On today’s date in 1962, Russian-born composer Igor Stravinsky returned to his homeland for the first time in nearly half a century. When he left in 1914, Czar Nicholas was still on the throne. By 1962, a lot had changed. For starters, Stravinsky’s music had been severely criticized in the Soviet Union. Tikhon Khrennikov, first secretary of the Soviet Composers’ Union, branded Stravinsky “the apostle of reactionary forces in bourgeois music.” Dimtri Shostakovich had condemned “the unwholesome influence of Stravinsky” and his “complete divorce from the true demands of our time.”
Whether Khrennikov or Shostakovich really believed this, or merely parroted the official party line, is debatable. But Stravinsky’s return to Russia proved a profoundly emotional experience for all concerned. The 80-year-old composer reconnected with old friends he had not seen in 50 years and relatives he had never met. And, yes, Stravinsky even met with Khrennikov and Shostakovich.
Stravinsky led the Moscow Symphony in his Symphonic Ode and Orpheus Ballet. Robert Craft, Stravinsky’s American assistant, then led the orchestra in Stravinsky’s revolutionary Rite of Spring — all to thunderous applause. For an encore, Stravinsky returned to conduct a quintessentially Russian score: his own 1917 arrangement of the Volga Boatmen’s Song.
Music Played in Today's Program
Igor Stravinsky (1882 - 1971) — Ode (Cleveland Orchestra; Oliver Knussen, cond.) DG 4843064
On This Day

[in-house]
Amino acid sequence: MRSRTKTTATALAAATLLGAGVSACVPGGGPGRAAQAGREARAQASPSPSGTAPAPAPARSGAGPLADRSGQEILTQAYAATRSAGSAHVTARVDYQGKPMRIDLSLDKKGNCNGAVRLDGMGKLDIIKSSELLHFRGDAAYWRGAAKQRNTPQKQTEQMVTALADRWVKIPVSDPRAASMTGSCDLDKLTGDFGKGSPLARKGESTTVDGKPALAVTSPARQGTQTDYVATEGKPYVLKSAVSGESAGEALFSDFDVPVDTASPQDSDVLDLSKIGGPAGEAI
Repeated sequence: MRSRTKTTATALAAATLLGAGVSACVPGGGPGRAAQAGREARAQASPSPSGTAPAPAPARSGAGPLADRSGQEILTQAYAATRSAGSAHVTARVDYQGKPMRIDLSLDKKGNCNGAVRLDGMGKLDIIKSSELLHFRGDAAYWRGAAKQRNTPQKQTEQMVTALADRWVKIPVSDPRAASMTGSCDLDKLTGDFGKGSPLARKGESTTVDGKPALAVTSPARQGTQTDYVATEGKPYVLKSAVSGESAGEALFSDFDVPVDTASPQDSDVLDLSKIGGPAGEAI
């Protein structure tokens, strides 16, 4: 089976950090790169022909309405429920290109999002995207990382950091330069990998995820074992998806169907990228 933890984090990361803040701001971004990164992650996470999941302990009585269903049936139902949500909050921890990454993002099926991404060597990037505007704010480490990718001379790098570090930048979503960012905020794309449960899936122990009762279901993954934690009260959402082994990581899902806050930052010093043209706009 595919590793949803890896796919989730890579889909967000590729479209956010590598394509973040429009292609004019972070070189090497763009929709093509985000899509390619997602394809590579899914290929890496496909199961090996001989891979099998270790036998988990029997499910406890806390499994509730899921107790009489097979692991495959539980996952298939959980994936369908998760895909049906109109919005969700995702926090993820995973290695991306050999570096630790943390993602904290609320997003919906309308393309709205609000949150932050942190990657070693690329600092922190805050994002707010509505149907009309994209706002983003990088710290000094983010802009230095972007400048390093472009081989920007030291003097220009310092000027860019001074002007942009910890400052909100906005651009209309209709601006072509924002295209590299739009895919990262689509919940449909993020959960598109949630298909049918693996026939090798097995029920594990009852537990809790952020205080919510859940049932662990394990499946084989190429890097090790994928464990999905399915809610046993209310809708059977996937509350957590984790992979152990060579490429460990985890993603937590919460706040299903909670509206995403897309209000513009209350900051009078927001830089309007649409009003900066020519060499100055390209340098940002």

1698 - French violinist and composer François Francoeur, in Paris; He was one of the "24 violins du roi" and collaborated with François Rebel in the production of several works for the Paris Opéra;
1737 - American statesman and composer Francis Hopkinson, in Philadelphia; He was one of the signers of the Declaration of Independence, and also composed some songs;
1874 - English composer Gustav Holst, in Cheltenham; He was born Gustavus Theodore von Holst, and his early works were published under the name "Gustav von Holst," but removed the Germanic "von" after World War I broke out in 1914;
1953 - English composer Roger Quilter, age 75, in London;
1795 - revised version of Haydn: Symphony No. 103 ("The Drumroll"), conducted by the composer, in Vienna (Haydn had conducted the first version of this symphony at the King's Theater in London, on March 2, 1795;
1925 - Rudolph Friml's operetta, "The Vagabond King," in New York City;
1966 - Havergal Brian: Symphony No. 6 ("Sinfonia Tragica") in London; This work was composed in 1948;
1966 - Maliperio: Symphony No. 9 ("Hélas") at the "Warsaw Autumn" Festival of Contemporary Music in Poland;
1972 - Piston: Flute Concerto, with Dorothy Anthony Dwyer the soloist and the Boston Symphony conducted by Michael Tilson Thomas;
1988 - Peter Maxwell Davies: Trumpet Concerto, in Hiroshima (Japan), by the Philharmonia Orchestra, Giuseppe Sinopoli conducting, with soloist John Wallace;
1994 - James MacMillan: "Britannia" for orchestra, at the Barbican in London by the London Symphony, Michael Tilson Thomas conducting;
1880 - The International Mozart Foundation is established in Salzburg;
1962 - Igor Stravinsky returns to the Soviet Union for the first time in 48 years; He visits Moscow, Leningrad and Oranienbaum.
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About Composers Datebook®
Host John Birge presents a daily snapshot of composers past and present, with timely information, intriguing musical events and appropriate, accessible music related to each.
He has been hosting, producing and performing classical music for more than 25 years. Since 1997, he has been hosting on Minnesota Public Radio's Classical Music Service. He played French horn for the Cincinnati Symphony and Pops Orchestra and performed with them on their centennial tour of Europe in 1995. He was trained at the Cincinnati College-Conservatory of Music, Eastman School of Music and Interlochen Arts Academy.